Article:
Today’s media companies are facing the twin turbines of tomorrow, chaos and an archaic plan. It’s the wall of chaos that leads to the second, for a plan that “works” in modernist thinking doesn’t stand a chance in a postmodern world. Real time, for example, is chaos to the one who has a production deadline a few hours hence. Henry Adams saw this chaos as he faced his own reckoning that day in Paris.

“From cradle to grave this problem of running order through chaos, direction through space, discipline through freedom, unity through multiplicity, has always been, and must always be, the task of education, as it is the moral of religion, philosophy, science, art, politics and economy; but a boy’s will is his life, and he dies when it is broken, as the colt dies in harness, taking a new nature in becoming tame.”

Nobody wants to die, yet that’s exactly the path to resurrection in our growing networked and increasingly postmodern world.

And so we come full circle to today. Local media companies think they can plan their way to a prosperous future, believing with all their hearts that chaos doesn’t stand a chance against a tried and true business model. And so we stick to what we’ve always known, even though the signs around us say we should do otherwise.

Create the vision first, then move in its direction

Create the vision first, then move in its direction

The substitute for a plan in our postmodern tomorrow is a business vision, that which we can and perhaps even “should” become. We need to prepare for a season of being constantly in flux, for this is the new reality of doing business in the 21st Century. This vision-based endpoint drives strategy and tactics so as to enable arrival at some future date, although that may or may not be known. In the meantime, we must be nimble, fleet of foot, flexible and adaptive, for that is what will carry us when our steps run us into a wall (as they likely will). We must constantly monitor our progress and make corrections, all without forecasting, for the easiest way to miss the path is to try and force things to occur. Chaos isn’t inherently disorganized; it simply appears as such to the mind soaked in the brine of one-potato, two-potato, three-potato, four. There is something fascinatingly sweet to me about organization within chaos. It demands my constant attention, because the ground literally moves beneath me, as I move myself toward the vision that stands before me. Like in a gigantic maze, I move this way and that, confident that I will set foot at my destination. It requires a certain faith in your own ability to see the future, something that is scarce in the modernist business world of financial projections, forecasts and especially control. It is the world of leaders, not managers, as I’ve written many times before.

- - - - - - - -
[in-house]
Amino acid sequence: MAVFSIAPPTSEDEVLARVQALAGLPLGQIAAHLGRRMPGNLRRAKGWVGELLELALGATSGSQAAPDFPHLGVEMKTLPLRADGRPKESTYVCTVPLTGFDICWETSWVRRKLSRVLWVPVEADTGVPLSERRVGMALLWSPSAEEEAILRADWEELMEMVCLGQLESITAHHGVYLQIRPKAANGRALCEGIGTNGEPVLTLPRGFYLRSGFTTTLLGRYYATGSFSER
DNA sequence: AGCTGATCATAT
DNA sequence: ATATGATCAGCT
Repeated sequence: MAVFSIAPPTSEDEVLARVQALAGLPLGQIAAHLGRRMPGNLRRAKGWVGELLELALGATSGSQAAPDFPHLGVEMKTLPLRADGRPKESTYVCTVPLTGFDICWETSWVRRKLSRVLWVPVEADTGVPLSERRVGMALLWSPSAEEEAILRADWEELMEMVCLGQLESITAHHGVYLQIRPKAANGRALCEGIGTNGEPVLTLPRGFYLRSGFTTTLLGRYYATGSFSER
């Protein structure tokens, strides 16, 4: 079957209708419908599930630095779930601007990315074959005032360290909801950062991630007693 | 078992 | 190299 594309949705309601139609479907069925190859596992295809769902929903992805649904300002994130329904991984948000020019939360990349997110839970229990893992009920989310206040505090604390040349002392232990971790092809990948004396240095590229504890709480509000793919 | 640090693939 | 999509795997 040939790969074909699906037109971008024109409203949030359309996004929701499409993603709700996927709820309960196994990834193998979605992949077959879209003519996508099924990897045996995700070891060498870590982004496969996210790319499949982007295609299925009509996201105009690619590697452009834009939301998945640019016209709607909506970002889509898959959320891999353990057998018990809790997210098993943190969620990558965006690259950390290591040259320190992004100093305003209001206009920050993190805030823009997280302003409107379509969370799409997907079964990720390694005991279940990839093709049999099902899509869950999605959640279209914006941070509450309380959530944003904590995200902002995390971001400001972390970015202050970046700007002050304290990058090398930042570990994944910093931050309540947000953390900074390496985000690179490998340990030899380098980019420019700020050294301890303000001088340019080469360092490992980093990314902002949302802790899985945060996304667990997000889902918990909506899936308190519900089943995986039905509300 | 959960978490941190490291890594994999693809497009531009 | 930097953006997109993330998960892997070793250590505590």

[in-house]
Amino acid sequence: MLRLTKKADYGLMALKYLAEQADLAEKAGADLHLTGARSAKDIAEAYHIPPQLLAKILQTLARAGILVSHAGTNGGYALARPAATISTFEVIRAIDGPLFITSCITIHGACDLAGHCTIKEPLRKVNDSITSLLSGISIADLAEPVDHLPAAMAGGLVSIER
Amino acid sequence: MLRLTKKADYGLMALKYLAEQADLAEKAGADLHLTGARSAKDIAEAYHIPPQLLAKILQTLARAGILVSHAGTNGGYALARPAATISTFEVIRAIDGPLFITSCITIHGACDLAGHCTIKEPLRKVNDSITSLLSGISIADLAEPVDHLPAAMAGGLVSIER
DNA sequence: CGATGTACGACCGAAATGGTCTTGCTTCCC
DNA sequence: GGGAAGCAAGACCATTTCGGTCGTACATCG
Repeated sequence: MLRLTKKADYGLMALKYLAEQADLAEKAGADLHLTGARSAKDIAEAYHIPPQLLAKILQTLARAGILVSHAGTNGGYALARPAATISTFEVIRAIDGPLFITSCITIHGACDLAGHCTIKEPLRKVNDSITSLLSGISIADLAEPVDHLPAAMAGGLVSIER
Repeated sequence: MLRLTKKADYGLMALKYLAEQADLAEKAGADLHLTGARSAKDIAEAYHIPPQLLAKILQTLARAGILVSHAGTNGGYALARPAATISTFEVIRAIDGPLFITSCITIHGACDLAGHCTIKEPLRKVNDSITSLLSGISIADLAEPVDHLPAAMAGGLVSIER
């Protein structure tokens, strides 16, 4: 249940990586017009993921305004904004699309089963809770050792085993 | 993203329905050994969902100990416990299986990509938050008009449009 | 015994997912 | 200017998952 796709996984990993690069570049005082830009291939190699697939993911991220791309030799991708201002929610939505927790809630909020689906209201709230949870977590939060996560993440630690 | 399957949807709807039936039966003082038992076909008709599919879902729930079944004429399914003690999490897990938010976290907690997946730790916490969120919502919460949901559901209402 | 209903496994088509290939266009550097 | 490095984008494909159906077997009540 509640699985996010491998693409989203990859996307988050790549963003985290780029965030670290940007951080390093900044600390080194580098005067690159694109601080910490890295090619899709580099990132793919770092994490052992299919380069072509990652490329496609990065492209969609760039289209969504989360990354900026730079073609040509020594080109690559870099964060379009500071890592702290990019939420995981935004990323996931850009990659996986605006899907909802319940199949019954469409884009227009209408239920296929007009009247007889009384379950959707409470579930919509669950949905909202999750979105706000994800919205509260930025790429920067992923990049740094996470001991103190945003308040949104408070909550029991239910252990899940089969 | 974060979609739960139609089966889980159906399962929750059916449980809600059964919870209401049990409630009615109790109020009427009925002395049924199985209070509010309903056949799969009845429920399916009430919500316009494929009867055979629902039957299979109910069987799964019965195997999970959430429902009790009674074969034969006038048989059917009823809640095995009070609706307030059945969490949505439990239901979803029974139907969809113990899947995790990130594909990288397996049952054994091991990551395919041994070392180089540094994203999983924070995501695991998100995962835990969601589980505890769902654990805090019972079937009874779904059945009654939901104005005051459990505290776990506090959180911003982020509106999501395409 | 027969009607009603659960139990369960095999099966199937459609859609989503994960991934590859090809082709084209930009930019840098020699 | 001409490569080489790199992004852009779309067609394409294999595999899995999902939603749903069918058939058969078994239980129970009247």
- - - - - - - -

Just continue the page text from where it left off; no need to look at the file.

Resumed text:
A thorough understanding of the movements of the network guides the vision. As the great Wayne Gretzky noted, “You’ve got to skate to where the puck is going.” But how do you know where it’s going? By paying attention to what’s happening, whether it agrees with your business model or not. That requires close monitoring of technological advances and especially for media, what’s happening in the fragile world of advertising today. For example, if we wish a seat at the table of content marketing, we must have a user-interface on our websites that cater to native advertising or sponsored posts. Switching to such a model won’t hurt our current strategy, but it does prepare us for participation in the new world of advertising.

I call this driving the car and fixing it at the same time.

Most of all, we need not to be afraid of chaos. Fear is tissue paper designed as a brick wall. Chaos is the natural order of things, and change is what it’s all about. Adapt and thrive in the tomorrow of tomorrows; fight it, ignore it, or look down on it, and you’ll find yourself dispatched almost overnight to the place that Henry Adams found himself those many years ago.